Searcy in uniform during World War II
Mount Pleasant, Texas
|Died||September 17, 2009 (aged 88)
|Allegiance||United States of America|
|Service/branch||United States Army Air Forces|
|Battles/wars||World War II|
Robert J. Searcy (1921 – September 17, 2009) was a member of the Tuskegee Airmen, a group of African American military personnel who served with distinction during World War II as the 332nd Fighter Group of the US Army Air Corps. After the war, Searcy lived in Los Angeles, California. He died of colorectal cancer in September 2009 at age 88.
Searcy was born in Mount Pleasant, Texas, and attended Prairie View A&M University before enlisting in the U.S. Army Air Corps in 1942 following the United States' entry into World War II. Searcy received basic training at Ft. Hood, Texas, and was assigned to lead a group of airmen to Tuskegee, Alabama. He later recalled receiving his first taste of segregation when his men were denied access to the Pullman car's dining and sleeping quarters on the train to Tuskegee. Searcy demanded passage, and the porters, most of whom were African-American, eventually agreed to allow them to pass. Searcy recalled, "I was put in charge of those men. I felt I had to represent what the Constitution was for those men. That's what leadership is." Searcy served with the Tuskegee Airmen in Italy, France, the Balkans, the Rhineland, and elsewhere in Europe between 1942 and 1945. He received commendations for supporting combat missions over Europe, North Africa and the Middle East, and was honorably discharged in 1945.
Searcy later recalled that he tried for years "to forget serving as a Tuskegee Airman" and thought of his service in the segregated U.S. military "as two years, 10 months and 27 days lost." He had enlisted hoping to become a pilot, but he was assigned to work in a support position as a clerk in military intelligence. He had hoped to become a doctor before the war, but did not complete college after the war. After the war, Searcy worked for United Airlines cleaning aircraft in the 1950s. He also worked at a U.S. Post office in downtown Los Angeles and sold women's clothing. He also opened several clothing stores in Los Angeles, California. Searcy married, but had no children. His wife died in an automobile accident in 1990. Searcy was a resident of Van Nuys, Los Angeles, California, in his later years.
Attendance at Barack Obama's inauguration
Despite being a Republican, Searcy supported the candidacy of Barack Obama, encouraging others at his Van Nuys retirement home to vote for Obama. Obama invited all of the living Tuskegee Airmen to his inauguration, and a Mississippi ophthalmologist, Dr. Lynn McMahan, flew Searcy and three other Tuskegee Airmen to Washington, D.C., in his private jet. In agreeing to fly the men, McMahan said, "The Tuskegee Airmen are to pilots like Michael Jordan is to basketball, and Tiger Woods is to golf." In video footage from the Chicago Tribune, Searcy says of Obama's inauguration, "When I leave this earth, I leave it with a smile on my face."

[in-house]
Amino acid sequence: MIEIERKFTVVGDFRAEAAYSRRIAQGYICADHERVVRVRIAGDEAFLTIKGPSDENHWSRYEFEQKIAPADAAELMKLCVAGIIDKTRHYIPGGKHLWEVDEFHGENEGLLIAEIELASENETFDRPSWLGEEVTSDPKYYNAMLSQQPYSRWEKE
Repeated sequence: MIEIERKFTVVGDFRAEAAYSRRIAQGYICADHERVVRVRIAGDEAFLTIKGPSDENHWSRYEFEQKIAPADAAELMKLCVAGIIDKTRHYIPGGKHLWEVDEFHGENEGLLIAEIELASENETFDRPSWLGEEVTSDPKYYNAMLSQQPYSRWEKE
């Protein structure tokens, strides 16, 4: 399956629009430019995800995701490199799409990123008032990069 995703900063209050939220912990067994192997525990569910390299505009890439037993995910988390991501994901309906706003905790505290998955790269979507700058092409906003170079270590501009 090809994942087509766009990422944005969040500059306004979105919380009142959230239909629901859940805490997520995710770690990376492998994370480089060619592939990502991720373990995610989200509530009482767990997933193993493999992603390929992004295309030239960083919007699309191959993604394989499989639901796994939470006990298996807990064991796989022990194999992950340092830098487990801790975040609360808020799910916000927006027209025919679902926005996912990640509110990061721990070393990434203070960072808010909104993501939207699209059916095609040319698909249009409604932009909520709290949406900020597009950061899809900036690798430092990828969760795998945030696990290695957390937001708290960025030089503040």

- Molly Hennessy-Fiske (September 19, 2009). "Robert Searcy dies at 88; member of Tuskegee Airmen in World War II". Chicago Tribune. Archived from the original on October 24, 2012.
- Molly Hennessy-Fiske (January 18, 2009). "History calls them -- again: Pride and painful memories mix as members of the Tuskegee Airmen head to the inauguration". Los Angeles Times. Archived from the original on June 17, 2011.
- "Tuskegee Airmen". WQAD. Archived from the original on February 24, 2012.
- "Deaths Elsewhere". Minneapolis Star-Tribune. September 18, 2009.
- Molly Hennessy-Fiske (September 19, 2009). "Robert Searcy dies at 88; member of Tuskegee Airmen in World War II". Los Angeles Times. Archived from the original on November 10, 2013.
- "Miss. man to fly Tuskegee airmen to inauguration". Picayune Item (Associated Press article). January 19, 2009.
- "Tuskegee Airmen Travel to Inauguration". Chicago Tribune. May 16, 2009.
- "Former Tuskegee Airman Robert Searcy dies". Montgomery Advertiser (Associated Press story). September 18, 2009.